This affidavit is for our use in learning who the next of kin is so that we may assist with the disposition of remains and provisional disposition of effects. This affidavit does not serve in place of decisions made by a will, Probate and/or litigation in determining the final disposition of the deceased’s effects, possessions and/or funds.
There is no Japanese law providing that remains must be interred within a certain amount of time. However, the scarcity and high expense of refrigerated storage facilities dictate that the disposition of remains be completed as quickly as possible. The following paragraphs explain the options you have for making your decisions.
If the deceased was a retired member of the United States Armed Forces, please let us know so we can put you in touch with the appropriate service’s Office of Mortuary Affairs in the United States.
Burial flags are available from the Veteran’s Administration for most veterans who were honorably discharged. Contact the VA for details.
Costs for all options will vary depending on from where the remains must be transported and the quality of casket desired. The varying exchange rate of the U.S. Dollar and the Japanese Yen will also affect these costs. Please note that all costs listed here are estimates, and are subject to change.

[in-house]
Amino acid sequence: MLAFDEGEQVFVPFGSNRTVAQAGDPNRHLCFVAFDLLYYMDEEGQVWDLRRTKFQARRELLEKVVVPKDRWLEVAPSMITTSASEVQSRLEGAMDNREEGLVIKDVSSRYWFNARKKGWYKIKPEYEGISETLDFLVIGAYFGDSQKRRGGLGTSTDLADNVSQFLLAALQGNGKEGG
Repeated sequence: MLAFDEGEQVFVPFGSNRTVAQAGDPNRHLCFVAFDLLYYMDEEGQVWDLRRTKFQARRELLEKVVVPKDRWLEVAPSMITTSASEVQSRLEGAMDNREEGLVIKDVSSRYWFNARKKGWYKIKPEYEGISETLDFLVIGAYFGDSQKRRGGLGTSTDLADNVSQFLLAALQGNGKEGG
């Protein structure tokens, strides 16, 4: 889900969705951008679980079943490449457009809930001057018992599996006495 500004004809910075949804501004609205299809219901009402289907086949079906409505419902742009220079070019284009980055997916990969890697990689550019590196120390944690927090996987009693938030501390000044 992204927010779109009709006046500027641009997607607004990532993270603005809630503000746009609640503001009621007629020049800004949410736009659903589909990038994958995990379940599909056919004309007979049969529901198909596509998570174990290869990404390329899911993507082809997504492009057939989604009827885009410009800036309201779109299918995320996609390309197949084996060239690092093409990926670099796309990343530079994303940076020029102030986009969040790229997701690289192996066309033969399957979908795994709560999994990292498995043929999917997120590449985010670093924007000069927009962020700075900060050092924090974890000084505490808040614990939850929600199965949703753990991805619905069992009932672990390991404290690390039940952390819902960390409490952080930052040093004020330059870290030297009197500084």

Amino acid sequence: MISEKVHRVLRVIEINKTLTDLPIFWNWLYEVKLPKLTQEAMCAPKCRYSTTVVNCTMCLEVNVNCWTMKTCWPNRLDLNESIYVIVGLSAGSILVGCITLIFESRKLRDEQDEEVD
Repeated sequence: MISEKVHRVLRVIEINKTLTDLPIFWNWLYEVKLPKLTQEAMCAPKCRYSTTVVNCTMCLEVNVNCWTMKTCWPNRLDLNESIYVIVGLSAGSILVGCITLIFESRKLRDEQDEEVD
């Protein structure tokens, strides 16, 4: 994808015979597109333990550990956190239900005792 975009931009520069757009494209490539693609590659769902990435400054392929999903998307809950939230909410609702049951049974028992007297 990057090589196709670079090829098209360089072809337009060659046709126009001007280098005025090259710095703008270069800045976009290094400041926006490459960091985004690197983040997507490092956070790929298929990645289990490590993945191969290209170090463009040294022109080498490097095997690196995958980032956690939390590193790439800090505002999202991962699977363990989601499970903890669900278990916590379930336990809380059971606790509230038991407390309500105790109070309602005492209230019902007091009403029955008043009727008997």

You have three options regarding the disposition of your loved one’s remains. You may have the remains cremated and buried in Japan, you may have the remains cremated and buried in another location, or you may have the remains embalmed and shipped to another location (such as the United States).
Embalming is not customary in Japan, and storage facilities are generally inadequate outside of Tokyo. Provisional burial would usually take place a maximum of a week after death. Funeral homes are unable to begin work until they have payment in hand.
Preparation and air shipment are carried out in accordance with the laws of and facilities available in Japan and in some cases, the services fall short of those expected in the U.S. We recommend that you ask the funeral director of your choice to determine the advisability of viewing the remains.
Your loved one’s remains will need to be received in the U.S. by a licensed funeral home. You will need to make arrangements for receipt with the funeral director of your choice.
CDC requirements for importing human remains depend upon if the body has been embalmed, cremated, or if the person died from a quarantinable communicable disease.
At this time, COVID-19 is a quarantinable communicable disease in the United States and the remains must meet the standards for importation found in 42 Code of Federal Regulations Part 71.55 and may be cleared, released, and authorized for entry into the United States only under the following conditions:
Please see CDC’s guidance for additional information.